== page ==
“It’s just like panic selling,” said Nobuhiko Kuramochi, head of investment information at Mizuho Securities Co. in Tokyo. “The equity markets are pricing in concerns over a slowdown in the global economy and a downward revision in corporate earnings in advance. Some investors are reducing their exposure to equities in their portfolio” by increasing cash or bonds.

Japan’s benchmark 10-year bond yield slipped to zero percent for the first time since September 2017, while the yen advanced for an eighth day, it’s longest rising streak since March 2017, as investors sought haven.

Equities in Shanghai dropped, despite plans by policy makers to improve financing for the private sector and implement tax cuts. PetroChina Co. led the decline after crude plummeted.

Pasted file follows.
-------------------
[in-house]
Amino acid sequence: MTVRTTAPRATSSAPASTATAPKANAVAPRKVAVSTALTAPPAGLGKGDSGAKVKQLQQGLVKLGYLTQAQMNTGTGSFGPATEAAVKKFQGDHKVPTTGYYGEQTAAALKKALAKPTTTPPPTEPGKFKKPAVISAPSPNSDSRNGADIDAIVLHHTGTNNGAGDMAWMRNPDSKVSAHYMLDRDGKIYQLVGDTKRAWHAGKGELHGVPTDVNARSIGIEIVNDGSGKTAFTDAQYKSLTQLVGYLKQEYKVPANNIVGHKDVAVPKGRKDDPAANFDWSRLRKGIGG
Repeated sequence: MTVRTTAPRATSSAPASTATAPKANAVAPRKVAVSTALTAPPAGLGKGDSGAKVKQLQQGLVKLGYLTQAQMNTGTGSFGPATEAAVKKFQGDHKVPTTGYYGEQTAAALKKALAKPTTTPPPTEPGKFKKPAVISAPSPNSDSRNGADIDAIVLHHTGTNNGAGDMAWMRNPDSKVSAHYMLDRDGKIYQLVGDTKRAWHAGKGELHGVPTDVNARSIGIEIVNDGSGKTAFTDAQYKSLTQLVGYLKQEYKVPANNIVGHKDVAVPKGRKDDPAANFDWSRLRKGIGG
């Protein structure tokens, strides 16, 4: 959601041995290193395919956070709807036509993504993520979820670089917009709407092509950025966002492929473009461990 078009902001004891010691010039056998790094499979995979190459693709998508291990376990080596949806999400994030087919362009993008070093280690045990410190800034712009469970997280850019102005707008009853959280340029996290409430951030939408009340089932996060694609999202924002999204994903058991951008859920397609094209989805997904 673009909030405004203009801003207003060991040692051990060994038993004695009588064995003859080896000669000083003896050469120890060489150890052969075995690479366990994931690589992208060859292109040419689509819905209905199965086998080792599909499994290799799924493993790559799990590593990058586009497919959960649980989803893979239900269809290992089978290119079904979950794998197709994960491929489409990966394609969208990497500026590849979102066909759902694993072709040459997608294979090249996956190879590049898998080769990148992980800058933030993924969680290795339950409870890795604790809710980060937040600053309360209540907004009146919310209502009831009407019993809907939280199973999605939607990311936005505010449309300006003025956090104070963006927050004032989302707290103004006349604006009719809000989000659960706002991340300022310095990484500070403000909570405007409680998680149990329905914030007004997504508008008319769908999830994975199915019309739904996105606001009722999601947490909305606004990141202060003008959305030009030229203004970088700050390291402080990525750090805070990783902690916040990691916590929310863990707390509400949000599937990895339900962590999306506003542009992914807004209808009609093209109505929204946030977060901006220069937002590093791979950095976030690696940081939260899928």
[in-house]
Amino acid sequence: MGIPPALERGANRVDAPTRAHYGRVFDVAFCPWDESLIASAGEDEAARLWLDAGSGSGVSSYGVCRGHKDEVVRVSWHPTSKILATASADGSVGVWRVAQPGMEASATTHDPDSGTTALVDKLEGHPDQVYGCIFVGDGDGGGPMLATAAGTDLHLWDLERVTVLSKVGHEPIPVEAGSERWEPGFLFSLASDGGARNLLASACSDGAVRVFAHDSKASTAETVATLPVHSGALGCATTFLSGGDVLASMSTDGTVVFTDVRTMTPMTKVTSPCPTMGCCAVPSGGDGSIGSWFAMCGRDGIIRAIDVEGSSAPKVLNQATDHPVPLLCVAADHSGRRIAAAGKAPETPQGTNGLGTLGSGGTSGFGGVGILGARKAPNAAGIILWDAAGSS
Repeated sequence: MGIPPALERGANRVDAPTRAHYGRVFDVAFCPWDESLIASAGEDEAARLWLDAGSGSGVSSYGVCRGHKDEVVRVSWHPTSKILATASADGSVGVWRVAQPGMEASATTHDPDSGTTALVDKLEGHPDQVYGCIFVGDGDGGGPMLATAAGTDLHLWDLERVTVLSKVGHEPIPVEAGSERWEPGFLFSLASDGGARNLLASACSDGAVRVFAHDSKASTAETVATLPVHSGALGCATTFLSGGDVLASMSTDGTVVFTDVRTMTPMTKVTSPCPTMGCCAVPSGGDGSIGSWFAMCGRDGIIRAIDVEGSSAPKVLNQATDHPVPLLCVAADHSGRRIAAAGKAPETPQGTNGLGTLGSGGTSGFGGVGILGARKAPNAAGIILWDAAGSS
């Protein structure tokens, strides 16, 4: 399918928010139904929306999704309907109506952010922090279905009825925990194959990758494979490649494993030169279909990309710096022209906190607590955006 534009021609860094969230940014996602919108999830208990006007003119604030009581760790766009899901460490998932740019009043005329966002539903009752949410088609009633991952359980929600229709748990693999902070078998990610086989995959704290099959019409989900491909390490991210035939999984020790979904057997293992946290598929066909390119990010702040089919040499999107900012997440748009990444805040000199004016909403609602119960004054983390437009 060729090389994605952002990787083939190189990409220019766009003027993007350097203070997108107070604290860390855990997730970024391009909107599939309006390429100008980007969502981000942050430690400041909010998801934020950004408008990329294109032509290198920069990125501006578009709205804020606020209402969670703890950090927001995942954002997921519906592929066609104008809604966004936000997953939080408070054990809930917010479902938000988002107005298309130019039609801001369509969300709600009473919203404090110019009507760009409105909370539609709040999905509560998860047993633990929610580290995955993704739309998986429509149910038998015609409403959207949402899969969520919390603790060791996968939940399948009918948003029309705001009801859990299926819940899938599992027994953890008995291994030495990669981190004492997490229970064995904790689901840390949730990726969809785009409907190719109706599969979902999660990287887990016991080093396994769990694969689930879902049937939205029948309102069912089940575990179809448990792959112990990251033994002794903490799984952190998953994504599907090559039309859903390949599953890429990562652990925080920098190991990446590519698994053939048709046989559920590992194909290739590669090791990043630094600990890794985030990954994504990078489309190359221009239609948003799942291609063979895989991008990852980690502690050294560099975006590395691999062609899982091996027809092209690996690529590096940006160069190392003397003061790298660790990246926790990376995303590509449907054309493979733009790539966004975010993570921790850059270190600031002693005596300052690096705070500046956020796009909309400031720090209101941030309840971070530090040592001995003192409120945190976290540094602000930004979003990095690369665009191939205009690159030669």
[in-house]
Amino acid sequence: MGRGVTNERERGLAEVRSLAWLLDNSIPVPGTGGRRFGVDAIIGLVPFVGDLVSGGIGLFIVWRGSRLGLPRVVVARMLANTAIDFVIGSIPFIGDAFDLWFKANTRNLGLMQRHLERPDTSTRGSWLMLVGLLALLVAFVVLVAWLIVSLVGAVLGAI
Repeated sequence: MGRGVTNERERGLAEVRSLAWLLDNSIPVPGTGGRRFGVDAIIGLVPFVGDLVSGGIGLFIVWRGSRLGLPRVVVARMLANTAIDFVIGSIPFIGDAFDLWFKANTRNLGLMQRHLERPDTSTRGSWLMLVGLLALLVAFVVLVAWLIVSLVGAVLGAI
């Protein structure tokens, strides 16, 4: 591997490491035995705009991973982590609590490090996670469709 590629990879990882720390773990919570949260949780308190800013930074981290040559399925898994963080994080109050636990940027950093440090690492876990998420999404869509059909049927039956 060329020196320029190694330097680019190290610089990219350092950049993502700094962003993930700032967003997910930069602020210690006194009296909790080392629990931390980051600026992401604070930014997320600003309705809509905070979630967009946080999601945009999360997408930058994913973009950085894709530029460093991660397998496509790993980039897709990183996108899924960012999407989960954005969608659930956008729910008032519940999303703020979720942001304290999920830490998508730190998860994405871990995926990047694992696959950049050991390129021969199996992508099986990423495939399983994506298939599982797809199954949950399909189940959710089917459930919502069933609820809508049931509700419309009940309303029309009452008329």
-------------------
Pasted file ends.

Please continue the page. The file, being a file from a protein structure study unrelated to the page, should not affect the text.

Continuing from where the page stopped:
Markets may be overreacting, Japan’s Finance Minister Taro Aso said, adding that he’s not overly worried. Still, an emergency margin call was triggered for the nation’s index futures.

Israeli stocks suffered their worst four-day plunge in a decade after Prime Minister Benjamin Netanyahu’s government fell apart, sparking an early general election. The political upheaval added to concern over Ireland’s $1.8 billion tax assessment for Perrigo Co.

These are the main moves in markets:

Stocks

– The Nikkei 225 Index declined 5 percent to close at 19,155.74

– The Shanghai Composite Index declined 0.9 percent to 2,504.819

– Israel’s TA-35 Index retreated as much as 2.8 percent as of 12:10 p.m. in Tel Aviv

– Most major indexes in the Middle East fell

Currencies

– The Japanese yen rose as much as 0.4 percent to 110.00 per dollar, the strongest level since August

– The Bloomberg Dollar Spot Index added 0.1 percent after dropping 0.4 percent on Monday

– The Chinese yuan advanced 0.2 percent

Bonds

– Japan’s 10-year bond yield pared a decline, and is down three basis points

– The benchmark yield in China also dropped 3 basis points, the most in two weeks

Commodities

– Gold was steady at $1,268.54 an ounce, after rising by as much as 1.1 percent on Monday to its highest since June

– Chinese oil futures fell by the daily limit from Monday’s settlement price to 351.6 yuan a barrel in Shanghai